They settled on 223 Linden St. even though the block was not yet redeveloped.”Our waitresses used to be afraid to come downtown to work,” Kendall said, marveling at how much downtown Fort Collins has changed.

Sushi would become a mainstay of Suehiro’s menu, including other Japanese dishes like tempura, teriyaki, broiled fish dishes, noodle dishes, and rice bowls.

But at the time, Ed, the son of a Japanese mother and an American father who had lived for 10 years in Japan as a child, didn’t know how to make sushi.

“My parents found a sushi master in California, and he sent his trainer here to teach me,” Kendall said.

The training paid off. Kendall learned to make different styles of sushi, and he has trained several sushi chefs to work their magic behind the counter at Suehiro. He’s even trained a female sushi chef, which would be quite unusual in Japan, where sushi is a male-dominated profession.

And that’s not the only way in which Suehiro’s sushi set-up differs from the sushi restaurants of Japan. Given the purist approach to sushi in Japan, you’d never find cream cheese or mayonnaise or anything spicy on a sushi roll there.

But without those ingredients, one couldn’t enjoy some of the innovative and delicious offerings on American sushi menus like Suehiro’s – including spicy tuna rolls (tuna, hot chili sauce and mayonnaise), California rolls (crab, avocado and cucumber), and Buddha rolls (tempura shrimp and cream cheese).

“The American palate is different. Some of the traditional sushi chefs would be turning over in their graves if they saw some of these rolls,” Kendall said. “But some Japanese people visiting HP have come in and tried them and said they were surprised at how good they are.”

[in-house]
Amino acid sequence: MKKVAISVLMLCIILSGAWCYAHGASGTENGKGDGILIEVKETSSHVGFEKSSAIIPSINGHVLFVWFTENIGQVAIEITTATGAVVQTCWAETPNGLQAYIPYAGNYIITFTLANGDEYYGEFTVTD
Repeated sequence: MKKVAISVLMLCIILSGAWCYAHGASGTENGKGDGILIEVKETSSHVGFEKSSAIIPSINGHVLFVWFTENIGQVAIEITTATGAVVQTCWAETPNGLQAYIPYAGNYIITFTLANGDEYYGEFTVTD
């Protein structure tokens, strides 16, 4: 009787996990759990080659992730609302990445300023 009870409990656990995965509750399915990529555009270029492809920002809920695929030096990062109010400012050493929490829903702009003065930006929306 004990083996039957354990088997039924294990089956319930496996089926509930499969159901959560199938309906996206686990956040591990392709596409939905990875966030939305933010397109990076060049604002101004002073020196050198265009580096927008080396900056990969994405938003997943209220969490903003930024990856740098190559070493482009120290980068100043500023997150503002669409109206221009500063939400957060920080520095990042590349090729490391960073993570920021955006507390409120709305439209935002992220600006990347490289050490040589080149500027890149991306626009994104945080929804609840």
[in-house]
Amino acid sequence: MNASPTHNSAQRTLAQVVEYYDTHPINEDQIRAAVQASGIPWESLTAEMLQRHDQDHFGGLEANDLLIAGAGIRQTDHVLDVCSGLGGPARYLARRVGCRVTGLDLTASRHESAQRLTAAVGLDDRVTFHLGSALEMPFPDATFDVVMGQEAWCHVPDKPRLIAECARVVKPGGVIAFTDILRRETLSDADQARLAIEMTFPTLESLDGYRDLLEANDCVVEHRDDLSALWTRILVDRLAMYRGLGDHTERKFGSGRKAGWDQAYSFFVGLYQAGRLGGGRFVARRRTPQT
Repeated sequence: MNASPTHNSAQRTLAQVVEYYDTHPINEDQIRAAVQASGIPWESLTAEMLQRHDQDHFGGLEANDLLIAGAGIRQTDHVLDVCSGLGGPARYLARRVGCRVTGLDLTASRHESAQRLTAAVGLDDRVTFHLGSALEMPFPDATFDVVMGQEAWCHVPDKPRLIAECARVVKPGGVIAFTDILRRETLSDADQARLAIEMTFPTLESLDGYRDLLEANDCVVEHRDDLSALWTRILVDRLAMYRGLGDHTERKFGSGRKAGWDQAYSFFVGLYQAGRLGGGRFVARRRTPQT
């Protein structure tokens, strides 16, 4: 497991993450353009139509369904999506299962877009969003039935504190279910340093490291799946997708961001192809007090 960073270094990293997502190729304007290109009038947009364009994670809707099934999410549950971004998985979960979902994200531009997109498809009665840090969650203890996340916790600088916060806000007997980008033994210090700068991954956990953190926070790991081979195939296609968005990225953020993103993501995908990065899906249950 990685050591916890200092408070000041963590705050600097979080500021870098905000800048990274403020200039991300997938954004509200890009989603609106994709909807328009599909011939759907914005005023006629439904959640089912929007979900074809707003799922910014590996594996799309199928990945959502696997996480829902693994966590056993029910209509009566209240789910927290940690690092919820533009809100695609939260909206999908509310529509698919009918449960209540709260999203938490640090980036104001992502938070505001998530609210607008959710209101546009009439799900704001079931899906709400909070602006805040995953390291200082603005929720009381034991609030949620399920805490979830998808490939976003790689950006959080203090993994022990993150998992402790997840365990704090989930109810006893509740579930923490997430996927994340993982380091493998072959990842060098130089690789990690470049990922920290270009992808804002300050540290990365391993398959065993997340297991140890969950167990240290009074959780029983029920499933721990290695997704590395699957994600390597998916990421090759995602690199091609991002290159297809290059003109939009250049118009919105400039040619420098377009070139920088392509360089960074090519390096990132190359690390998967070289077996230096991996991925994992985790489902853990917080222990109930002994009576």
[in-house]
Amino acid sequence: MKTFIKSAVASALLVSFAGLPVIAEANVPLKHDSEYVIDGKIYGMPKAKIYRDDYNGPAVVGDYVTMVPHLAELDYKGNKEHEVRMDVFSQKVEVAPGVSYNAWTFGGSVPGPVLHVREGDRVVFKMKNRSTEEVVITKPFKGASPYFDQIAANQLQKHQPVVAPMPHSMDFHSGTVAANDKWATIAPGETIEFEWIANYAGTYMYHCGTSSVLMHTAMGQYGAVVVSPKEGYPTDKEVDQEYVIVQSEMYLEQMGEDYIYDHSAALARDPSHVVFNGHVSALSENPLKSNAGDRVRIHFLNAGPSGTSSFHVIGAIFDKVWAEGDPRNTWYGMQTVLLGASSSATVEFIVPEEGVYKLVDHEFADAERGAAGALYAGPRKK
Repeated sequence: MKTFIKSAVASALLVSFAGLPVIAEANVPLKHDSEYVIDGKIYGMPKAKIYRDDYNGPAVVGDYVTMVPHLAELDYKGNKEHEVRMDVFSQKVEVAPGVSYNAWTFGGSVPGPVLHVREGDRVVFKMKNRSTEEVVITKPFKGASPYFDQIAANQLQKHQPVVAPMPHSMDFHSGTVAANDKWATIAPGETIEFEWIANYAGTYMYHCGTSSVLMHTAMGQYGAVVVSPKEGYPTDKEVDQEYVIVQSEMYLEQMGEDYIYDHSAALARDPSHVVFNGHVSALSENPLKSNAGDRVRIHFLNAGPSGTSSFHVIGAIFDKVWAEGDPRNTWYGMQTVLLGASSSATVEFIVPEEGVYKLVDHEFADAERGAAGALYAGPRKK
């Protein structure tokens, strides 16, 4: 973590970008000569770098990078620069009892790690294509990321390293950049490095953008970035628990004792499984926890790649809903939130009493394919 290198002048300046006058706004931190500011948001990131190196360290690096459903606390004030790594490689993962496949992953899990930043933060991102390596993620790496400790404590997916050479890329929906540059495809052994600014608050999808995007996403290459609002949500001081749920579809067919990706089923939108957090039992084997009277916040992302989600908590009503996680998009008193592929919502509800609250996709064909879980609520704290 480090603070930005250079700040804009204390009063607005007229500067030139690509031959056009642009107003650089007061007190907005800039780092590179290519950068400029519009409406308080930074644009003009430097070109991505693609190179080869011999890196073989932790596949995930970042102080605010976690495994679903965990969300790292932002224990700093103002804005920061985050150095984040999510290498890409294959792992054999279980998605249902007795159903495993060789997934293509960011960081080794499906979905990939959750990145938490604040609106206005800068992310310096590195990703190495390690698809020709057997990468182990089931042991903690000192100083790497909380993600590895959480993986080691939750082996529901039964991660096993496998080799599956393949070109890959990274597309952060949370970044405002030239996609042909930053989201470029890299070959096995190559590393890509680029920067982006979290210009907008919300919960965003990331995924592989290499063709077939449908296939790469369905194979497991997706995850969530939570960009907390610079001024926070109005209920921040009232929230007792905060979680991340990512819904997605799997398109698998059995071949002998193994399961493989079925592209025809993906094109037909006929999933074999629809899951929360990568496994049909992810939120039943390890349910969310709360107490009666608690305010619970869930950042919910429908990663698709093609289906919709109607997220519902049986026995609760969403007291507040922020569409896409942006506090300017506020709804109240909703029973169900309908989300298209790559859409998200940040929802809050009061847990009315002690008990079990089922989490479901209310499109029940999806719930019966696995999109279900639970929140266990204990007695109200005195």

Although making any sushi requires some practice, making some of these rolls is not so difficult to do at home, Kendall said. Two of the more popular rolls are the California roll and the spicy tuna roll.

The California roll is probably the most straightforward because it doesn’t require any raw fish. Buying raw fish can be a bit tricky because you have to make sure that it’s sushi-grade.

For those who want to make rolls with raw fish, sushi-grade fish (that meets standards of freshness and quality) is available locally at Fish and the Pelican Fish Restaurant & Fish Market.

You can also simplify the sushi-rolling process by making inside-out sushi rolls, which means that you roll the sushi with the rice on the outside. Though you might think this would be more difficult than making rolls with the seaweed (nori) on the outside, it’s actually a little easier, Kendall said.

Serve sushi rolls with sides of Japanese horseradish (wasabi), pickled ginger (gari), and soy sauce. At Suehiro, it is served with appetizers of miso soup and a salad of cucumbers soaked in rice vinegar. For a drink to complement sushi, try green tea or hot or cold sake, Kendall said.

Where to find sushi supplies

Fish, 150 W. Oak St., and Pelican Fish Restaurant & Fish Market, 3512 S. Mason St. sell sushi-grade fish.

For a fish to be considered sushi-grade, it must meet standards of both quality and freshness.

According to Ed Kendall of Suehiro Japanese Restaurant, the health department recommends that you freeze the fish for one week to ensure against parasites. Defrost in the refrigerator overnight.

Bamboo rollers and rice cookers are available at East-West Imports, 203 W. Myrtle St., and The Cupboard, 153 S. College Ave.

East-West Imports sells nori (seaweed), gari (pinked ginger), smelt roe, and wasabi. Wasabi and nori are generally available in the international food sections of larger supermarkets.